Are you tired of the Jackbox Party Pack series yet?
Ever since the franchise ushered in the modern era of party games, we’ve received a new entry on a yearly basis. I don’t play these games enough to tire of them, but I would expect that fatigue must have set in for some. Maybe Jackbox Party Pack 6 is the version where the series jumps the shark?
Before I get into each of the games within, there are a few system-level quality of life upgrades that are worth noting. For one, every game supports subtitles. Besides the obvious application of supporting players who have difficulty hearing, this feature worked wonders when playing games over my live stream. Players on the other end of my Discord call can’t hear the audio, but they can keep up just fine by following the subtitles. Another nice feature is the ability to require passwords for your lobbies. During instances where you need to show the screen, but need to allow only certain people in, only those with the password can enter.
Now let’s get to the games!
Trivia Murder Party 2
The sequel to one of my favourite Jackbox games doesn’t disappoint. In Trivia Murder Party 2, players are trapped in a Saw-like dungeon where they must answer trivia questions and participate in life-or-death mini games in hopes of being the one who escapes. The sequel retains the horror, humour, and exciting gameplay of the original, while also adding new questions and mini games to participate in. Not the most ambitious sequel in the Jackbox universe, but Trivia Murder Party 2 is still a riot. For non-Americans like me, the ability to disable America-centric questions is a nice touch!
Dictionarium is a word game where players will create fake words, meanings, and then use those fake words in sentences. This one is okay. Thematically, it’s a bit dry, but a group of funny friends can carry this one a long way.
I cringed at the idea of playing a game where I have to write jokes, and with somewhat good reason. Using Madlibs as a framework, players will write words that will be used as setups for jokes. From there, the setups are randomly generated and distributed amongst the group, requiring players to finish off each joke. This one felt a lot like the rap-themed Mad Verse City without the rhyming component. All of my jokes were miserable, even if the game is kind of designed to set things up for you as much as possible. Again, your mileage will vary based on those in your group.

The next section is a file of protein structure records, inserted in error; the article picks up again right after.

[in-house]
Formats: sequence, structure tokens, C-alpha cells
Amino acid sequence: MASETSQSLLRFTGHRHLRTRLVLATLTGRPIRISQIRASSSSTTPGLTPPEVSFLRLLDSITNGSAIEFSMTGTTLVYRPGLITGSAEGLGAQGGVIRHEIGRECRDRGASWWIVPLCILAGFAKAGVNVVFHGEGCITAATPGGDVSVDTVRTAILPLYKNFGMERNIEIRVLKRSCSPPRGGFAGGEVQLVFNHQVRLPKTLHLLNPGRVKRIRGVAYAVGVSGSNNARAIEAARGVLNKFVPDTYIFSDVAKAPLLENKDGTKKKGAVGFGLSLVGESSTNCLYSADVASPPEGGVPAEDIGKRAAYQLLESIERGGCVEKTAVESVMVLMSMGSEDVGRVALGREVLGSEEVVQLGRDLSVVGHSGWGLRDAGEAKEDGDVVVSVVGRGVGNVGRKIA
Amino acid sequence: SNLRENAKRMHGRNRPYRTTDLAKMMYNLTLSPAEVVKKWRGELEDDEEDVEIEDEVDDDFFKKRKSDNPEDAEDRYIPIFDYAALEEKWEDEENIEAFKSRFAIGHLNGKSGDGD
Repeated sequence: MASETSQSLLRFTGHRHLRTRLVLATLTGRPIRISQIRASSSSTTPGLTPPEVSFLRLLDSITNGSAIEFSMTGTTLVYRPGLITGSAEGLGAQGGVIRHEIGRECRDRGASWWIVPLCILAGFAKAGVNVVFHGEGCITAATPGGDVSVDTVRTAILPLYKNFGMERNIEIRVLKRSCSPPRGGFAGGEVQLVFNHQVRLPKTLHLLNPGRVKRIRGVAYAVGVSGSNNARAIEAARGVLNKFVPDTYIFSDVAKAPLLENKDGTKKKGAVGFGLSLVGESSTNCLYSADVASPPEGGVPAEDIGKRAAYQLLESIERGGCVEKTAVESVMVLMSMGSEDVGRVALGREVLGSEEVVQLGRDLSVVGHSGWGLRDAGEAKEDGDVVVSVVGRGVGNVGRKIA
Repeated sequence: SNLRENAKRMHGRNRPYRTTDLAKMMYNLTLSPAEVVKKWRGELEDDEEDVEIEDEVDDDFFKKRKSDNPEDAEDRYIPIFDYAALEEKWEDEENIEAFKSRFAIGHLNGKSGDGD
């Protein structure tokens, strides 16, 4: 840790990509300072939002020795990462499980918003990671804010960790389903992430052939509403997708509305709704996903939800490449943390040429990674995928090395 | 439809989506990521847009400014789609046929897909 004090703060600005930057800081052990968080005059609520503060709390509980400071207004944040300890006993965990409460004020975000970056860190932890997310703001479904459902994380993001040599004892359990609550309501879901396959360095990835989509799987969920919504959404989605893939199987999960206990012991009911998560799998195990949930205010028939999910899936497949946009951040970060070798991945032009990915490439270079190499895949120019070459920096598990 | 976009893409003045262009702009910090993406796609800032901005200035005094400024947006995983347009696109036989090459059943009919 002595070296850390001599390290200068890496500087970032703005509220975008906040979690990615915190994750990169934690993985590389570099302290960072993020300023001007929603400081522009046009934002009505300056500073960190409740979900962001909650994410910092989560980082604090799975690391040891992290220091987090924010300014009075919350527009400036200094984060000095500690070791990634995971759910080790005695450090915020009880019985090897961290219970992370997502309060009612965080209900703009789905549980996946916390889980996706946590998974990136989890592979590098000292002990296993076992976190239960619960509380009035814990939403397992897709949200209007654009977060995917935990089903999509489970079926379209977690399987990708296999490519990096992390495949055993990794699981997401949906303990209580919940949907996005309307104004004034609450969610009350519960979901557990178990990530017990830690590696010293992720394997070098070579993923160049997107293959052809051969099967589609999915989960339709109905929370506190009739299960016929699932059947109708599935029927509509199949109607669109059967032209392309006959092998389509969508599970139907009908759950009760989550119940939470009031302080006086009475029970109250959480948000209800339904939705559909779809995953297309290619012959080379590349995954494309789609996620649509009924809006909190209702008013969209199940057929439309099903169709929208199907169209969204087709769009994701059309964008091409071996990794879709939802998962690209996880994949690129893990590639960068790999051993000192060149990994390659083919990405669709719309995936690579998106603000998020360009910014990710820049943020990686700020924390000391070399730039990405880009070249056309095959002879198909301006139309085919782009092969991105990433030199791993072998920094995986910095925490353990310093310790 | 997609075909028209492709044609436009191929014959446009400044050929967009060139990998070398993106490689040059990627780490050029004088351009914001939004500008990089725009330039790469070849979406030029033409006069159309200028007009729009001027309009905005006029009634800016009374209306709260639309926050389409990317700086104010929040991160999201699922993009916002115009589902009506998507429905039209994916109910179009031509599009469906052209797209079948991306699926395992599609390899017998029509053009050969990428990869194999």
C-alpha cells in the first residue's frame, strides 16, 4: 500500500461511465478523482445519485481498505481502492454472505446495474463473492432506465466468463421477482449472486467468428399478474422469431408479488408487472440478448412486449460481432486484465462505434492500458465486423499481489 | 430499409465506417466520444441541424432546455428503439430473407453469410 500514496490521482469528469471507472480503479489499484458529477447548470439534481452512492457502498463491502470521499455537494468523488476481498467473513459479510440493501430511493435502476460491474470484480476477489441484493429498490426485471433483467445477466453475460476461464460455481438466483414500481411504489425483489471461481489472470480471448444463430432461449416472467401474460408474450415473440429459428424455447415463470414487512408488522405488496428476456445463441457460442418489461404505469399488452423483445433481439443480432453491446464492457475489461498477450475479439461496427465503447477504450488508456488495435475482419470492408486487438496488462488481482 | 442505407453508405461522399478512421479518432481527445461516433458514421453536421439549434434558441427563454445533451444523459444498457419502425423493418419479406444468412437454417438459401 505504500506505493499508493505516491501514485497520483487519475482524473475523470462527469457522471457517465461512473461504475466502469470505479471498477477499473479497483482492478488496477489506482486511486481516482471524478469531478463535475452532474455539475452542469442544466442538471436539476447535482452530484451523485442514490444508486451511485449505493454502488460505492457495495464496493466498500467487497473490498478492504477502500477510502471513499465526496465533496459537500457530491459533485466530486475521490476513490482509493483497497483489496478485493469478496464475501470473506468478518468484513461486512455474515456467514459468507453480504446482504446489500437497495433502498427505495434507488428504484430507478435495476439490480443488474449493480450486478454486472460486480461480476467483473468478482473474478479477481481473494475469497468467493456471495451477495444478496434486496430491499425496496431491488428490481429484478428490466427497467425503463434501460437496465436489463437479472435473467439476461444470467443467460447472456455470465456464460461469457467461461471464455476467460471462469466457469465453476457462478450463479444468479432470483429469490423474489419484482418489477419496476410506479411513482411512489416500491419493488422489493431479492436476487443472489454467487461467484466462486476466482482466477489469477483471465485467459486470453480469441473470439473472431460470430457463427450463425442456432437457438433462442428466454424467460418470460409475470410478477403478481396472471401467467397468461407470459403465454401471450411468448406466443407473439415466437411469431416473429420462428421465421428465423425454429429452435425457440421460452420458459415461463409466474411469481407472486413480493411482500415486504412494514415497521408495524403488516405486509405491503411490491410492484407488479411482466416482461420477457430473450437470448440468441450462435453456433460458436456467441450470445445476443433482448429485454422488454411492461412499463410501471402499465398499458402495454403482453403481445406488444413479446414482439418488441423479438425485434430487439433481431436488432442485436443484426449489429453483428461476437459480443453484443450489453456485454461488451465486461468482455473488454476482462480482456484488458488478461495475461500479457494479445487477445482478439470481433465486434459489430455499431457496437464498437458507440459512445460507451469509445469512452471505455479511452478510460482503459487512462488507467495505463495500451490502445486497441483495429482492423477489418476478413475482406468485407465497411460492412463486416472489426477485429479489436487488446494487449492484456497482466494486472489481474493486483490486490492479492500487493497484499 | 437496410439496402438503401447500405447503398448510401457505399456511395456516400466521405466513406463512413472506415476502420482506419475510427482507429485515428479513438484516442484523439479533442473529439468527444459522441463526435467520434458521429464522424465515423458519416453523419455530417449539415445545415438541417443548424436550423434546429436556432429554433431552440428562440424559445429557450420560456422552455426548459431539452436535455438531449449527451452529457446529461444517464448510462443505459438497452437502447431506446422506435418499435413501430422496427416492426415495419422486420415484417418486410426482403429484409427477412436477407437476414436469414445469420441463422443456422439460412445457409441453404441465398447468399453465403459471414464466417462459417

If we were Sesame Street, who would be the Elmo of our group? These types of questions are the basis of Role Models. It can get pretty silly seeing who gets voted into each role, though there’s not a lot going on here. Cheap laughs, but I don’t know if this one has legs.
Push the Button
Quite possibly the most complex game in the Jackbox series to-date, Push the Button is essentially a video game version of The Resistance. Some of the players in your group are secret aliens, and the humans must figure out whose faking it by running everyone through a series of tests. Humans will see the actual questions, while aliens will see slightly different questions. As an alien, I hope your answers are close enough so that you won’t blow your cover!
Jackbox Party Pack 6 is an okay addition to the series. Trivia Murder Party 2 is spectacular and I really like Push the Button, but the other three games don’t have quite the same punch. If you’re already deep into the world of Jackbox games and have a thirst for more, this will certainly satisfy that. If you’ve never played one before, there are others in the series you should invest in first. I don’t think we’re at the point of saturation yet with these games, but this one might be a sign that the series is on its way there.
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